5. I was summoned to the UK for a meeting on 8 March 2003. Michael Wood gave his legal opinion that it was not illegal to obtain and to use intelligence acquired by torture. He said the only legal limitation on its use was that it could not be used in legal proceedings, under Article 15 of the UN Convention on Torture.

6. On behalf of the intelligence services, Matthew Kydd said that they found some of the material very useful indeed with a direct bearing on the war on terror. Linda Duffield said that she had been asked to assure me that my qualms of conscience were respected and understood.

7. Sir Michael Jay's circular of 26 May stated that there was a reporting obligation on us to report torture by allies (and I have been instructed to refer to Uzbekistan as such in the context of the war on terror). You, Sir, have made a number of striking, and I believe heartfelt, condemnations of torture in the last few weeks. I had in the light of this decided to return to this question and to highlight an apparent contradiction in our policy. I had intimated as much to the Head of Eastern Department.

8. I was therefore somewhat surprised to hear that without informing me of the meeting, or since informing me of the result of the meeting, a meeting was convened in the FCO at the level of Heads of Department and above, precisely to consider the question of the receipt of Uzbek intelligence material obtained under torture. As the office knew, I was in London at the time and perfectly able to attend the meeting. I still have only gleaned that it happened.

9. I understand that the meeting decided to continue to obtain the Uzbek torture material. I understand that the principal argument deployed was that the intelligence material disguises the precise source, ie it does not ordinarily reveal the name of the individual who is tortured. Indeed this is true – the material is marked with a euphemism such as "From detainee debriefing." The argument runs that if the individual is not named, we cannot prove that he was tortured.

10. I will not attempt to hide my utter contempt for such casuistry, nor my shame that I work in and organisation where colleagues would resort to it to justify torture. I have dealt with hundreds of individual cases of political or religious prisoners in Uzbekistan, and I have met with very few where torture, as defined in the UN convention, was not employed. When my then DHM raised the question with the CIA head of station 15 months ago, he readily acknowledged torture was deployed in obtaining intelligence. I do not think there is any doubt as to the fact

11. The torture record of the Uzbek security services could hardly be more widely known. Plainly there are, at the very least, reasonable grounds for believing the material is obtained under torture. There is helpful guidance at Article 3 of the UN Convention; "The competent authorities shall take into account all relevant considerations including, where applicable, the existence in the state concerned of a consistent pattern of gross, flagrant or mass violations of human rights." While this article forbids extradition or deportation to Uzbekistan, it is the right test for the present question also.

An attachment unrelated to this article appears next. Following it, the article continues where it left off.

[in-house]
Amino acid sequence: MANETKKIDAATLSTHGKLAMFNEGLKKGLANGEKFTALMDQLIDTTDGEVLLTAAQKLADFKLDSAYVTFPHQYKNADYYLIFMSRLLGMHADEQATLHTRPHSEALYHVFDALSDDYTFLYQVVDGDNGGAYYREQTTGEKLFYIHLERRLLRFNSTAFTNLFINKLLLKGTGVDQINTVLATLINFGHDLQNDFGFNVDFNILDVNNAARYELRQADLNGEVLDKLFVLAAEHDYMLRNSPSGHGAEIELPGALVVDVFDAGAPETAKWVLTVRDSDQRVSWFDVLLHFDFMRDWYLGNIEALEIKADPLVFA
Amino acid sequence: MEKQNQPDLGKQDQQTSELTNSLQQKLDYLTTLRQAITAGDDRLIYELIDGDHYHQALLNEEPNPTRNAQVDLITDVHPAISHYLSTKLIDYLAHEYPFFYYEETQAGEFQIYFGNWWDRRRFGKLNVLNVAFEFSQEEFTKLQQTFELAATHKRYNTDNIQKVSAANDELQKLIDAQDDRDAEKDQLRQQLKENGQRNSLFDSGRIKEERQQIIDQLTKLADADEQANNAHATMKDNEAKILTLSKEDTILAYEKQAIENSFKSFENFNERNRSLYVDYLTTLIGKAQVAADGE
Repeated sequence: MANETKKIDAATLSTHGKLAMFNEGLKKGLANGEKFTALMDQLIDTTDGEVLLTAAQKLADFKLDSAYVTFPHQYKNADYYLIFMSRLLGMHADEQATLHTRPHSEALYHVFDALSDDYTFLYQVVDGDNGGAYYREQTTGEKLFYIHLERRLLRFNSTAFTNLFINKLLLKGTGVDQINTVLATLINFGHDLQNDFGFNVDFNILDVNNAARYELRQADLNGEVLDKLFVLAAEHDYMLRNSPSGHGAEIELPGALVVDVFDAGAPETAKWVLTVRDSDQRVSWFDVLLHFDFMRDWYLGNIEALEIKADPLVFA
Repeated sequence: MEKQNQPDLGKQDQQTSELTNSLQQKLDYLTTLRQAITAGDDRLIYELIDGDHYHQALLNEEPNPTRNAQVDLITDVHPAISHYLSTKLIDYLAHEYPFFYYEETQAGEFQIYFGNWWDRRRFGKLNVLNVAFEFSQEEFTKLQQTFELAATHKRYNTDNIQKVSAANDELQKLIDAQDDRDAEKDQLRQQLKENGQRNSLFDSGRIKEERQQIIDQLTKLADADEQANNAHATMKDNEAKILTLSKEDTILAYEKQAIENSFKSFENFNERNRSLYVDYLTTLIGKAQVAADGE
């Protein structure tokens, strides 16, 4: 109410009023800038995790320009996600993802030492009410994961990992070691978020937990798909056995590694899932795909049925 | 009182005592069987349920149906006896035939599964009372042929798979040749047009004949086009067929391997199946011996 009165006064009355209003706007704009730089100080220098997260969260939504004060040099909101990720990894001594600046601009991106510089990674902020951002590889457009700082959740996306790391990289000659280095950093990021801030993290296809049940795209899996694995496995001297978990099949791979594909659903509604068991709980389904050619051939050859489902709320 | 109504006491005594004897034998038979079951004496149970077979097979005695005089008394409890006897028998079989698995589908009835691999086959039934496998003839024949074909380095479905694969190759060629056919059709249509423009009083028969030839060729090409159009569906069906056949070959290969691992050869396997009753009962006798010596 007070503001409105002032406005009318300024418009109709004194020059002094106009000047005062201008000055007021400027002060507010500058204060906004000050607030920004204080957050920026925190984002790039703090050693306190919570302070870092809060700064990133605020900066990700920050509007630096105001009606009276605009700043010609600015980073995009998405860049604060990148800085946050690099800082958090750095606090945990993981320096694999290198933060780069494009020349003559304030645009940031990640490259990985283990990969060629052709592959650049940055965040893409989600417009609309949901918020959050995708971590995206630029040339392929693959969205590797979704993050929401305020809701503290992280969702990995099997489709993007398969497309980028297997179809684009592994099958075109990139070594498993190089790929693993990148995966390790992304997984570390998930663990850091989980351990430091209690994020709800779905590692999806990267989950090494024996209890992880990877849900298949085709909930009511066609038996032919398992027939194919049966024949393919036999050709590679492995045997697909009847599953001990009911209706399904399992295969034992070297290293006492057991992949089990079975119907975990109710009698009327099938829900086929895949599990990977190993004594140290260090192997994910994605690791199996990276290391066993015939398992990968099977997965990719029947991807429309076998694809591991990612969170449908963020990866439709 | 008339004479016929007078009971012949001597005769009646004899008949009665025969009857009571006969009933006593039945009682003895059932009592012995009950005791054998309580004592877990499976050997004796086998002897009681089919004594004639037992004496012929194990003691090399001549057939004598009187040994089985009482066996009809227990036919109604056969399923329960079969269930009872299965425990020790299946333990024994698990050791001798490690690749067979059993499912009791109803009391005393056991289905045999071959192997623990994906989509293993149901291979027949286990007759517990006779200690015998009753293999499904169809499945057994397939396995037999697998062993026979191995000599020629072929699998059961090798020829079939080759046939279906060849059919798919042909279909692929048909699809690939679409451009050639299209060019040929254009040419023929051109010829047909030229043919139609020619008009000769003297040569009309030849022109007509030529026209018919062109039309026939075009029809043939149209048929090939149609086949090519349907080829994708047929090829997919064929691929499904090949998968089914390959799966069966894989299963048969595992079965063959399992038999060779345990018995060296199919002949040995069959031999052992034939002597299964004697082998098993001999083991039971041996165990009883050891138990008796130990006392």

12. On the usefulness of the material obtained, this is irrelevant. Article 2 of the Convention, to which we are a party, could not be plainer: "No exceptional circumstances whatsoever, whether a state of war or a threat of war, internal political instability or any other public emergency, may be invoked as a justification of torture."

13. Nonetheless, I repeat that this material is useless – we are selling our souls for dross. It is in fact positively harmful. It is designed to give the message the Uzbeks want the West to hear. It exaggerates the role, size, organisation and activity of the IMU and its links with Al Qaida. The aim is to convince the West that the Uzbeks are a vital cog against a common foe, that they should keep the assistance, especially military assistance, coming, and that they should mute the international criticism on human rights and economic reform.

14. I was taken aback when Matthew Kydd said this stuff was valuable. Sixteen months ago it was difficult to argue with SIS in the area of intelligence assessment. But post Butler we know, not only that they can get it wrong on even the most vital and high profile issues, but that they have a particular yen for highly coloured material which exaggerates the threat. That is precisely what the Uzbeks give them. Furthermore MI6 have no operative within a thousand miles of me and certainly no expertise that can come close to my own in making this assessment.

15. At the Khuderbegainov trial I met an old man from Andizhan. Two of his children had been tortured in front of him until he signed a confession on the family's links with Bin Laden. Tears were streaming down his face. I have no doubt they had as much connection with Bin Laden as I do. This is the standard of the Uzbek intelligence services.

16. I have been considering Michael Wood's legal view, which he kindly gave in writing. I cannot understand why Michael concentrated only on Article 15 of the Convention. This certainly bans the use of material obtained under torture as evidence in proceedings, but it does not state that this is the sole exclusion of the use of such material.

17. The relevant article seems to me Article 4, which talks of complicity in torture. Knowingly to receive its results appears to be at least arguable as complicity. It does not appear that being in a different country to the actual torture would preclude complicity. I talked this over in a hypothetical sense with my old friend Prof Francois Hampson, I believe an acknowledged World authority on the Convention, who said that the complicity argument and the spirit of the Convention would be likely to be winning points. I should be grateful to hear Michael's views on this.